Self-management programmes (meetings) did not improve health-related QoL when compared with a self-management booklet. Despite recommending self-management as appropriate for reducing pain in individuals with knee OA, OARSI guidelines62 express reservations about the efficacy and practicality of such interventions. Findings from our SR do not support the recommendation of self-management alone to improve QoL in individuals with knee OA. However, caution in interpreting this finding should be exercised due to the lack of studies considering QoL as a primary outcome.

Adding physical activity to self-management education (booklet) did not improve health-related QoL when compared with self-management booklet only. The intensity of the physical activity performed in these studies was lower than in those entered in the exercise therapy meta-analysis, which may explain the conflicting findings.68 A recent SR investigated the benefits and harms of high-intensity versus low-intensity physical activity or exercise programmes in individuals with knee OA.68 No conclusive evidence could be drawn due to the small number of studies. However, individuals with knee OA who perform high-intensity exercise may experience slight improvements in knee pain and function at the end of the exercise programme when compared with a low-intensity exercise programme.68 Regarding QoL, the high-intensity exercise led to small but superior improvements in QoL.69 However, caution in interpreting this finding should be taken since only one study investigated this outcome.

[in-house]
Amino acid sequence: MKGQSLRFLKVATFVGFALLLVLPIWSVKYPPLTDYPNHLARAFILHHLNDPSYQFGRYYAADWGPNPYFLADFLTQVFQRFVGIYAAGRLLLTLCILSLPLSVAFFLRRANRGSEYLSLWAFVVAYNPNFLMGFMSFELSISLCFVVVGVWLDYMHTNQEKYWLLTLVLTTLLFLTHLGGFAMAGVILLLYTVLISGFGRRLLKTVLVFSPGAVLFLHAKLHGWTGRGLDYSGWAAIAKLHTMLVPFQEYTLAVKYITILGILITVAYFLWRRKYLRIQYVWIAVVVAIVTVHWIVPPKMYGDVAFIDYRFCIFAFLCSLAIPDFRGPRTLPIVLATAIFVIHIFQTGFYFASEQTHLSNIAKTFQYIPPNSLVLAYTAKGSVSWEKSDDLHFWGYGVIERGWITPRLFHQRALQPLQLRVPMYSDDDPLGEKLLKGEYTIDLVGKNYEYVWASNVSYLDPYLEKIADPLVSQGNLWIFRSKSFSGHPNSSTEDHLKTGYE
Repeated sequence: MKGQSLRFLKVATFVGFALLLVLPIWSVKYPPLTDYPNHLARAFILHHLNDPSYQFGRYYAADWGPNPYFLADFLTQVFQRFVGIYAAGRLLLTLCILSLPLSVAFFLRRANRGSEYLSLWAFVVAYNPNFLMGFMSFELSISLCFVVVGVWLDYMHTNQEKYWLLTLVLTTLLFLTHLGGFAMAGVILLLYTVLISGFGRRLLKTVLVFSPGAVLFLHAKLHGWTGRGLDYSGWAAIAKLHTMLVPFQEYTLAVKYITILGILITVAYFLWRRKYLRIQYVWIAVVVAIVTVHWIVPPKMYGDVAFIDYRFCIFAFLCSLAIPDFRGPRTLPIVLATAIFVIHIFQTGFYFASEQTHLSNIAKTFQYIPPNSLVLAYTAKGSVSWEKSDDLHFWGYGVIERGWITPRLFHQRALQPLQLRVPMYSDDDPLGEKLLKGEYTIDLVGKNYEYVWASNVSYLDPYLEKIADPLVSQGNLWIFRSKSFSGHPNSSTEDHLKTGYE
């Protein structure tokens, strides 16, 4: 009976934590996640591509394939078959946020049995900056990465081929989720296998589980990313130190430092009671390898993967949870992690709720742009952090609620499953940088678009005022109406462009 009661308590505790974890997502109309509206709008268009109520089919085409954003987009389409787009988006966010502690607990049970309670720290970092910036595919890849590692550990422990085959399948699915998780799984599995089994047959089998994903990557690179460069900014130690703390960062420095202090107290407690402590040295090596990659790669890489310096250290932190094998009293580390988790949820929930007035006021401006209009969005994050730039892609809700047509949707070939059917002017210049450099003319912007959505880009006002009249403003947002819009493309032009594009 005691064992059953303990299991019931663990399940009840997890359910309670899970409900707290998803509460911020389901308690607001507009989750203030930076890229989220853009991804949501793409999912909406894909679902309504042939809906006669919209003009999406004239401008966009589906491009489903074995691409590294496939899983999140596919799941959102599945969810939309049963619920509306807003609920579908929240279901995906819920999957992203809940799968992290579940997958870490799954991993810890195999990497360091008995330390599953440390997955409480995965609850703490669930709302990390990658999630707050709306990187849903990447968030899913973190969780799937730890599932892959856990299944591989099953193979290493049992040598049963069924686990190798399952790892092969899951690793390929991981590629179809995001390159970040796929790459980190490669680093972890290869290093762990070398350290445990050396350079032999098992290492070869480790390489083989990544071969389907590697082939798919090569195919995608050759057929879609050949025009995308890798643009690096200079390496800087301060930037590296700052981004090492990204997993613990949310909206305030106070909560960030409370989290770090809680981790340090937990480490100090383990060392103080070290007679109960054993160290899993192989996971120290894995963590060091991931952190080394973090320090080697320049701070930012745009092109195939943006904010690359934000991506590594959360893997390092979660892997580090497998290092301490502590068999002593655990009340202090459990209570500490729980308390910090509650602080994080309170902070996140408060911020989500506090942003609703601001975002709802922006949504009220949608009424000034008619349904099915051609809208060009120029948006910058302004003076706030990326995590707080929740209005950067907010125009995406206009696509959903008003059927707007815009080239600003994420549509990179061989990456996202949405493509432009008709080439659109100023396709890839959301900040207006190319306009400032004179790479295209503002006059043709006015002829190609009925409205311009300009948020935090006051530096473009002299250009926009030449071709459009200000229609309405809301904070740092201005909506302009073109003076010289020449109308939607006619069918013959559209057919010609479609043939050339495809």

Yoga combined with transcutaneous electrical stimulation and ultrasound, compared with exercise therapy, transcutaneous electrical stimulation and ultrasound, improved QoL in individuals with knee OA.46 Mind-body exercises are promising approaches to reduce pain and improve physical function in individuals with knee OA,70 although conflicting findings were reported for QoL.71 Similar to our findings, two reviews reported that yoga interventions have positive effects on QoL.70 71 However, more RCTs with adequate sample sizes should be conducted before stronger recommendations can be made.70 71